Using the Disqus Commenting System with WordPress
As I’m building a new blog for a client, I came across designing the comments area for the single post page. I thought to myself, it would really impress my client if I was able to integrate Facebook Connect and Twitter right into the response form. Then I remembered seeing Disqus in many blogs that have this in their forms so I decided to give it a try. At first, I was expecting a widget of some sort that you will be able to call into your theme files. Maybe some check boxes whether to include Facebook comments etc – but what I got was a whole different puppy. Let me explain:
A Centralized, Mashed up Commenting System
First of, before you’re able to download the plugin – you are asked to create a Disqus account. I figured, an account may merely be for marketing purposes, but right after creating one – you are presented with a API key. Now something tells me that this system is something more – I was right. Disqus is able to provide the system to any type of blogging platform you are using: Typepad, Movable Type, Blogger and WordPress. Note that there is also “Generic” which I assume is for static websites. Now remember I said what I was expecting to see check boxes for Facebook and Twitter? Well that’s what I got. Plus options that span from the ability to display Social Media Reactions (replies or social media services like Twitter, FriendFeed, Digg and YouTube), Trackbacks (we all know what this is), Seesmic video comments, OpenID and of course – Facebook connect and Twitter. Now as if that’s not “mashed-up” enough – there is also an option to add a Disqus Feedflare to your Feedburner. A FeedFlare places a simple footer at the bottom of each content item, helping you to distribute, inform and create a community around your content.
Where Are the Actual Comments Stored?
Now the funny thing is once you’ve installed Disqus in your WordPress blog – it takes over your commenting system. Try clicking “Comments” from your WordPress admin panel and it will take you to the Disqus settings screen (which is just an iframe of your Disqus account). From this interface gives you total control of your blog comments such as importing existing ones to Disqus, moderation, as well as adding widgets and changing the look of the form. Did I say “Import existing ones“? Yes I totally did. As it turns out, once you have Disqus installed – it uses it’s own database to store your comments in their system. A system that still ties with your website and post id. Now don’t fret! Your wp_comments table (where your comments are stored in WordPress) remains untouched. Furthermore, it is updated at the same time new comments are entered, with the Disqus system.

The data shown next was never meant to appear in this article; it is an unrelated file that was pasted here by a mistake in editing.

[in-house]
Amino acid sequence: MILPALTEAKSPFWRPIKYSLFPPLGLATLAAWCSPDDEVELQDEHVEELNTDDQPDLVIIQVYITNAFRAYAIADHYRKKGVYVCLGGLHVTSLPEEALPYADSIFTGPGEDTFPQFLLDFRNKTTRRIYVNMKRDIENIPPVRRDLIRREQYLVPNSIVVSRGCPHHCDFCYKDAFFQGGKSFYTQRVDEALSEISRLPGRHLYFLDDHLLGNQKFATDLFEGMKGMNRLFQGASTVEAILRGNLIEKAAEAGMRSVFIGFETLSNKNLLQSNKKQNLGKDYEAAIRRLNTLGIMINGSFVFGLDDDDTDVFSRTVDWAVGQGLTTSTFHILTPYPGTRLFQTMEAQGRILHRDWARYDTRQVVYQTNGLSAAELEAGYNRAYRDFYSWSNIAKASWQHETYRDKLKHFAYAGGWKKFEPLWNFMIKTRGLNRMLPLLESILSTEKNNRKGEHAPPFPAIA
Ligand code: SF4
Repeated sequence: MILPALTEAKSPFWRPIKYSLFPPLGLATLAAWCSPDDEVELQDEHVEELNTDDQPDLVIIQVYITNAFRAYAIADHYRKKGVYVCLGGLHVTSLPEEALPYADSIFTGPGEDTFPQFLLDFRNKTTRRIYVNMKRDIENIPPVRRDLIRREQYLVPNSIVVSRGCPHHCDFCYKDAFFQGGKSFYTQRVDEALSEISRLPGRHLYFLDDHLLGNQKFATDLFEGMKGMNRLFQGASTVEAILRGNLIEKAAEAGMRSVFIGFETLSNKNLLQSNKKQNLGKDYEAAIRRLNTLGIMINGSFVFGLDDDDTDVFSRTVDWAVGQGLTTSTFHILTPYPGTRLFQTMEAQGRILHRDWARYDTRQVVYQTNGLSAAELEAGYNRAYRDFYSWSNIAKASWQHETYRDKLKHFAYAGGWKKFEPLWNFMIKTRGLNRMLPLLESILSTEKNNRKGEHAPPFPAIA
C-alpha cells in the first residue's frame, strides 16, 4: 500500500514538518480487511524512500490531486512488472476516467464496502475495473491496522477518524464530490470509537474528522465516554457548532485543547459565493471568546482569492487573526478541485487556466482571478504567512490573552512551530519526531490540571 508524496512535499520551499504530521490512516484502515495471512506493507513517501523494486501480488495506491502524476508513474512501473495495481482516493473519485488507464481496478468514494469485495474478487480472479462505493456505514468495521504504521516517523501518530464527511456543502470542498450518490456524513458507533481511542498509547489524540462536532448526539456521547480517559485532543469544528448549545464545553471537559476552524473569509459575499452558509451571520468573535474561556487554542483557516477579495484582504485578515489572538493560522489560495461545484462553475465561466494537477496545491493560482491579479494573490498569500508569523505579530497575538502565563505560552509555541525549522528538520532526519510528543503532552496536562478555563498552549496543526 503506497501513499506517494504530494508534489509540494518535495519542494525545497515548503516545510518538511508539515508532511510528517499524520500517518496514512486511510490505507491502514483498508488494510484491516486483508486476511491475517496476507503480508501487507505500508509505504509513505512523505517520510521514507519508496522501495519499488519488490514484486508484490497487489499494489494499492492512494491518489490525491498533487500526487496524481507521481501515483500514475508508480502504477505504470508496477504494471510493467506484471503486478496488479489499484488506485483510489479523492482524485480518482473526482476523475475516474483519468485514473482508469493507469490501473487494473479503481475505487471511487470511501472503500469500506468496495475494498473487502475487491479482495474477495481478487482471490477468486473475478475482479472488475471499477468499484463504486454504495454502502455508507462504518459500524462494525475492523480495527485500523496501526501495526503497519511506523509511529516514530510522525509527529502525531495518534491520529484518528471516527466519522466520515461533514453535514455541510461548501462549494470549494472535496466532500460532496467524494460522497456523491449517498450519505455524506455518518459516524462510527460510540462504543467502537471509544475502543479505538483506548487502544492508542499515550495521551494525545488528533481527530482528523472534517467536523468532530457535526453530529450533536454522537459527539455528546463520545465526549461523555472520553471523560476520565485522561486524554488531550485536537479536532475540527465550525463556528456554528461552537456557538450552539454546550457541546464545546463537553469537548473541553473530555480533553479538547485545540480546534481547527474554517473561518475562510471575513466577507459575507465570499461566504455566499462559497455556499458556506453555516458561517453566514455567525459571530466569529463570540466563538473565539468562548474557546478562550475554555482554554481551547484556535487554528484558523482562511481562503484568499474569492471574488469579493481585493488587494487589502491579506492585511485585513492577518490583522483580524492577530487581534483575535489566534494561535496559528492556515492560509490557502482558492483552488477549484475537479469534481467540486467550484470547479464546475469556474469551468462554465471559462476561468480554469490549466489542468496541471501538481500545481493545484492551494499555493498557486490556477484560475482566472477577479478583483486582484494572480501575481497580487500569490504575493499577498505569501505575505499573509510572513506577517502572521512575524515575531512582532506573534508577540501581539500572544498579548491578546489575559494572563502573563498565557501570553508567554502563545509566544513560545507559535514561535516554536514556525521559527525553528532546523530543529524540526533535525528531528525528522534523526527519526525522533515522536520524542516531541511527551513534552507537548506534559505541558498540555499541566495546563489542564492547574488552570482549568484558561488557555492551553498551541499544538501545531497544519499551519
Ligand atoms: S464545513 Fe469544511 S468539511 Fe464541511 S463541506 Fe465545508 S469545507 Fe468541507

There has to be a Kicker
Okay, with Disqus you can mash up world renowned applications with your comments. You can add widgets, change the appearance, move things around in your comments section with a few simple clicks. You can manage your comments in both places: your website control panel and your online Disqus account (since the comments are literally stored in two databases). All of this are wonderful features but there has to be a kicker. A “kicker” as in a feature so significant, that blog owners will actually deviate from their regular commenting system and use Disqus instead.
Well let’s think about it for a moment:
For starters, now you can moderate comments centrally in one place. Really, I’m sure many of us run more than one blog. For the lucky ones that are bombarded with hundreds of comments daily, this is definitely a kicker. Another one is the ability to add moderators. That’s correct, with Disqus – you now can add comment moderators (similar to a forum) without giving them access to your physical blog. This is a big plus for sites with a large enough community. What about the ability to “Reblog“. Reblogging is exactly like “Retweeting” – but it’s a post instead of a tweet. How about having a “Lifestream” type of your blog posts in the Disqus website. Once you join Disqus – you automatically get a community page (http://yourwebsitename.disqus.com) that displays quick feeds of your latest posts – that link directly to your website.
Win-Win, Lose-Lose or Win-Lose?
I’m sure there are other “kickers” for the Disqus system that I haven’t discovered yet. Consider that I’ve only been using it for a mere five hours! But there could also be downfalls. For instance, I now don’t have any code control of my comments section. Once Disqus is installed – the comments.php in your WordPress theme is completely overridden. Another point to ponder: since your data is now in two places – isn’t it kind of scary? By this I mean, back ups, redundancy, duplicate data, “what if disqus.com is down – what will happen?” – am I just paranoid?
Overall, I think the Disqus Comments system is a sophisticated platform that is sure to enhance your blogs discussion abilities. It is simple enough to use, safe, and at the same time – provides enough bells, whistles and “kickers” that blog owners will sure go for. I know when I see “Comment with Facebook Connect” – it makes me want to leave a comment more; therefore, it works for your readers as well.
What about you? What’s your take on a third party comment system such as Disqus?